That expensive appendix followed (June 1873) as Marsh's Reply to Professor Cope's Explanation, whose opening lines indicate the flavor of his nine-page thesis:

THE May NATURALIST (p. 290) contains Professor Cope's long promised "explanation" of the many errors and false dates in his recent publications, and a most remarkable document this explanation is. As a sleight-of-hand performance with names and dates, it shows practice, and is amusing; but to those familiar with the subject, and to moralists, it suggests sad reflections. [et cetera, et cetera, et cetera...]

Cope chimed in again (July 1873) with On Professor Marsh's Criticisms:

THE recklessness of assertion, the erroneousness of statement, and the incapacity of comprehending our relative positions, on the part of Professor Marsh, render further discussion of the trivial matters -upon which we disagree unnecessary; and my time is too fully occupied on more important subjects to permit me to waste it upon personal affairs which are already sufficiently before the public. Professor M. has recorded his views "cgre perenne," and may continue to do so without personal notice by E. D. COPE.

Nearly 20 years after these words were published, the bitter battle for buried treasure between two 19th century vertebrate paleontologists continued to have all the intrigues of tabloid magazines today, only based on fossil finds and published claims instead of Hollywood machinations.

After all, when's the last time you read a newspaper article began with SCIENTISTS WAGE BITTER WARFARE followed by eight subtitles? That's what readers of the New York Herald encountered when they opened its pages on Sunday, January 21, 1890:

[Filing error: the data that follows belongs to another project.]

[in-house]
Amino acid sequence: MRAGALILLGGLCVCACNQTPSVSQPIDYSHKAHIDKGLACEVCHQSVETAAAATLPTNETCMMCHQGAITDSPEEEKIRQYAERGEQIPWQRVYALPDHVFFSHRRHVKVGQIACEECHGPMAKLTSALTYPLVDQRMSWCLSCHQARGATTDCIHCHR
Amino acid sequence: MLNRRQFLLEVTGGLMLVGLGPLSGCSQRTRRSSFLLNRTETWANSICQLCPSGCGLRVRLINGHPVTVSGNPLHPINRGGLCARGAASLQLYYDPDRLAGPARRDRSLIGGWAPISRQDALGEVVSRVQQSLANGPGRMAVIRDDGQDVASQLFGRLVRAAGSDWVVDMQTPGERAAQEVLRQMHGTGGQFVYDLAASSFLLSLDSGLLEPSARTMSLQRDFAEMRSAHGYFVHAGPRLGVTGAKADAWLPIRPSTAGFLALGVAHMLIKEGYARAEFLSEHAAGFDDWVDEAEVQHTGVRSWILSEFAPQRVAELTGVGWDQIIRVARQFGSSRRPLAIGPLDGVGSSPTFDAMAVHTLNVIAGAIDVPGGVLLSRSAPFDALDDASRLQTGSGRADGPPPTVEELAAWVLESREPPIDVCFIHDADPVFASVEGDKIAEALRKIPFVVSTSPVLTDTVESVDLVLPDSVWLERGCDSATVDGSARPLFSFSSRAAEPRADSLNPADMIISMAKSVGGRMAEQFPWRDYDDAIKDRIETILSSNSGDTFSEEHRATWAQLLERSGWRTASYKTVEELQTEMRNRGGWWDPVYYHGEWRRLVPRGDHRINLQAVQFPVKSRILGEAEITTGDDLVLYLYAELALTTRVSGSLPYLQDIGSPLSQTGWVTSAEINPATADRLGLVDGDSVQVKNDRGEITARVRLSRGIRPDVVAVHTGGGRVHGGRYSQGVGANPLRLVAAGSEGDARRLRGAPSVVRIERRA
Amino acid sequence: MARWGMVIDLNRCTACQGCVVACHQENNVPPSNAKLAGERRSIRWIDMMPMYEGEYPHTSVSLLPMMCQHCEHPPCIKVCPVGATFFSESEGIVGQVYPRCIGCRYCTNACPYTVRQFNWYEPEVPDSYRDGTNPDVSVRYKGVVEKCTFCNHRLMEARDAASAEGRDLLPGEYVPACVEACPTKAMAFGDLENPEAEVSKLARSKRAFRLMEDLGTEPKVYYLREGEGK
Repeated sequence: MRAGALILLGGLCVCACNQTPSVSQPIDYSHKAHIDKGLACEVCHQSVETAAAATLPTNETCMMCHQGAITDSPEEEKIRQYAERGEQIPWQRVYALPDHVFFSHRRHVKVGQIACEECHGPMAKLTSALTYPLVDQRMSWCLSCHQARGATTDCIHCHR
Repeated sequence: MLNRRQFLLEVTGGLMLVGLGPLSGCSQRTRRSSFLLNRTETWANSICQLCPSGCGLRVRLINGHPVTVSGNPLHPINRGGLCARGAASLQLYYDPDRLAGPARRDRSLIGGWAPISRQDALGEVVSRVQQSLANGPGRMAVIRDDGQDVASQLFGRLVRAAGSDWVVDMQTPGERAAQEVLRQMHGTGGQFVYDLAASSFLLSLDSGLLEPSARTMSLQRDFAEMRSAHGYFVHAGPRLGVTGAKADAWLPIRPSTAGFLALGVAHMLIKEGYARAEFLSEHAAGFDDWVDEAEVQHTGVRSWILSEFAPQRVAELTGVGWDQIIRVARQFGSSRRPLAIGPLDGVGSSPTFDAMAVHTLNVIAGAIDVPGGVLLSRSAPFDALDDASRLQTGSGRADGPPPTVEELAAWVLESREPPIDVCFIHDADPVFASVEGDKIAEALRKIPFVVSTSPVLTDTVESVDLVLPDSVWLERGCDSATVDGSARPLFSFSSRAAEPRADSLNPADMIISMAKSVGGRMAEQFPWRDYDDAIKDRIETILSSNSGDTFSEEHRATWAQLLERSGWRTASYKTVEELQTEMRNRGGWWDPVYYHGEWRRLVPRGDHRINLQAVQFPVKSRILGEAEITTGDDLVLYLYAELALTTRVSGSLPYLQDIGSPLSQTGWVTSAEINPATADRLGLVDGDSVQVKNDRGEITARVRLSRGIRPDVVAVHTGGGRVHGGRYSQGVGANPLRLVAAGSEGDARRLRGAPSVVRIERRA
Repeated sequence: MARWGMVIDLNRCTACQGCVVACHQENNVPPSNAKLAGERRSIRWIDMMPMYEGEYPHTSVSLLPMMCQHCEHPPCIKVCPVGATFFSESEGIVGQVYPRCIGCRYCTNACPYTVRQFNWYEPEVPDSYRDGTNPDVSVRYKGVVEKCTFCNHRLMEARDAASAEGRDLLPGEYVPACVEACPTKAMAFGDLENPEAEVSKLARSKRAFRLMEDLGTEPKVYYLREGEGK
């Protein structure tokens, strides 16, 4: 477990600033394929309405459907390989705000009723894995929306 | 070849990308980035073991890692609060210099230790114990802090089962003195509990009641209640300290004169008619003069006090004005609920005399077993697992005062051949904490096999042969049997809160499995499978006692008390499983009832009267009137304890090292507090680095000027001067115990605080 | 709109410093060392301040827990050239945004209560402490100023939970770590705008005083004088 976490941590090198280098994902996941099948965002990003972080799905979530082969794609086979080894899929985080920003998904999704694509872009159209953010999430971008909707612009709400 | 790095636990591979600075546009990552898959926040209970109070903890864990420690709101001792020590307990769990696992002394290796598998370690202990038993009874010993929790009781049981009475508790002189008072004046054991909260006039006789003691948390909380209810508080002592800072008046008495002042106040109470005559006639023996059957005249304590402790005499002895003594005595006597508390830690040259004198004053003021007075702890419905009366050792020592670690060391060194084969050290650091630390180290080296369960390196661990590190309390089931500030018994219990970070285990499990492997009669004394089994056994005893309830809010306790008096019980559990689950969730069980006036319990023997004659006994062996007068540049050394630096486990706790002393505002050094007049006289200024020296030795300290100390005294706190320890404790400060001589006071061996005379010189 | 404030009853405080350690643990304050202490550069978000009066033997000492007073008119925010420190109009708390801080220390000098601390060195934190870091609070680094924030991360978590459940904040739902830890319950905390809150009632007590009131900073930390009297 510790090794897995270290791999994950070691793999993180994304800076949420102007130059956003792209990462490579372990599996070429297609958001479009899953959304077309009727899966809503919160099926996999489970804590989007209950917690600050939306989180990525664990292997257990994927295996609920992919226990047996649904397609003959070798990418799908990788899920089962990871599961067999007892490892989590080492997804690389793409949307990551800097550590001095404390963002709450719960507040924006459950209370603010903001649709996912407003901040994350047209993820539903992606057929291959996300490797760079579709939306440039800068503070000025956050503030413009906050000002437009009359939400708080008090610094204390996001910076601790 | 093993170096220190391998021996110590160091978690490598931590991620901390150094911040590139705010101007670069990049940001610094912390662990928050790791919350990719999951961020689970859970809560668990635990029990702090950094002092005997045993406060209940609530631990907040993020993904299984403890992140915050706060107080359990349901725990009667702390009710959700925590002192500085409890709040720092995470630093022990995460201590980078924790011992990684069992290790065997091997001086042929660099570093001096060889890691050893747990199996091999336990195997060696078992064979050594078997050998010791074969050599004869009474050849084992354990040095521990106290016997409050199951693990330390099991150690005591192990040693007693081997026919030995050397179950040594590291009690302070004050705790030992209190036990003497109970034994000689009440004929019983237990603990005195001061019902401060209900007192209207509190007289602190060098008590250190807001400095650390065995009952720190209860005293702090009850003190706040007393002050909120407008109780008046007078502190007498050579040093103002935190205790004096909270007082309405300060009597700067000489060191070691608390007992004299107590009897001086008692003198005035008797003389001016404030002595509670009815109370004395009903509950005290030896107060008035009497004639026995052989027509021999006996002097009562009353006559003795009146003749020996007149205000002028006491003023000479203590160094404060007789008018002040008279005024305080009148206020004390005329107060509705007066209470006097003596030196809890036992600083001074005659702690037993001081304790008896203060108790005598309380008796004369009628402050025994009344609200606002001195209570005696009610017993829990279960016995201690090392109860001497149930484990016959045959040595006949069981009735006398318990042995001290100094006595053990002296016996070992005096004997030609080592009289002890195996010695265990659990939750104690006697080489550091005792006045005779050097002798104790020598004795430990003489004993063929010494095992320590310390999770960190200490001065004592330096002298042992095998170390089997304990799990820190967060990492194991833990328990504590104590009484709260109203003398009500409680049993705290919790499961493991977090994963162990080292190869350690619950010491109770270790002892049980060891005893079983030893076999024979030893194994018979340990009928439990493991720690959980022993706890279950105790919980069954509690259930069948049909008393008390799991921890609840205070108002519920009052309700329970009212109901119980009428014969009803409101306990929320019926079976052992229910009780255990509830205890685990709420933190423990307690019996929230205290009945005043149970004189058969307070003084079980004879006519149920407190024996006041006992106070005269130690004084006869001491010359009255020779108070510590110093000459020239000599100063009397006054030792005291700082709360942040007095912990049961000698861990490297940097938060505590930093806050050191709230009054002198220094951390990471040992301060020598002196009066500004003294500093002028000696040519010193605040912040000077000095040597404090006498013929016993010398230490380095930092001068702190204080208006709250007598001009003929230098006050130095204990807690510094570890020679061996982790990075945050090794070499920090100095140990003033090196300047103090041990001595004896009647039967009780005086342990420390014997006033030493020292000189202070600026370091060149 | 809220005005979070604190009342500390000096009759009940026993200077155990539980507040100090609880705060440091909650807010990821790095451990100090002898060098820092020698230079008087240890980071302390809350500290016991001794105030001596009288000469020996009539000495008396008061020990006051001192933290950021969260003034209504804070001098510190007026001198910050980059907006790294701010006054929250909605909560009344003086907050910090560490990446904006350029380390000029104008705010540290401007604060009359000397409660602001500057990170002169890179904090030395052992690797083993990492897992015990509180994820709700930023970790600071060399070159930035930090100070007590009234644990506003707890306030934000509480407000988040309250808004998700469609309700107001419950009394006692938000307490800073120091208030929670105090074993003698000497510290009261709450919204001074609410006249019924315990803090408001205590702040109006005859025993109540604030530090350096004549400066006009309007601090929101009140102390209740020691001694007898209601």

Page from New York Herald
Prof. Cope of the University of Pennsylvania, Brings Serious Charges
Against Director Powell and Prof. Marsh, of the Geological Survey.
Learned Men Come to the Pennsylvanian's Support with Allegations of Ignorance, Plagiarism and Incompetence Against the Accused Officials.
The National Academy of Sciences, of Which Professor Marsh is President, is Charged with being Packed in the Interests of the Survey.
Heavy Blows Dealt in Attack and Defence (sic) and Lots of Hard Nuts Provided for Scientific Digestion
Joseph Leidy
Things got so bad that the pre-eminent natural historian of the day, the Academy of Natural Sciences' Joseph Leidy (1823-1891), the Father of American Vertebrate Paleontology himself, decided to step out of the discipline he helped to found. This was saying a lot: among Leidy's famous firsts he described Deinondon horridus, the first dinosaur discovered in the new world -- a handful of teeth found by the Survey near the source of the Missouri River in 1856 -- and Hadrosaurus folkii, the first articulated dinosaur ever -- a nearly complete specimen unearthed in Haddonfield, NJ, in 1858. The remains of both of these animals are carefully curated under lock and key in the Academy's Vertebrate Paleontology Department to this day.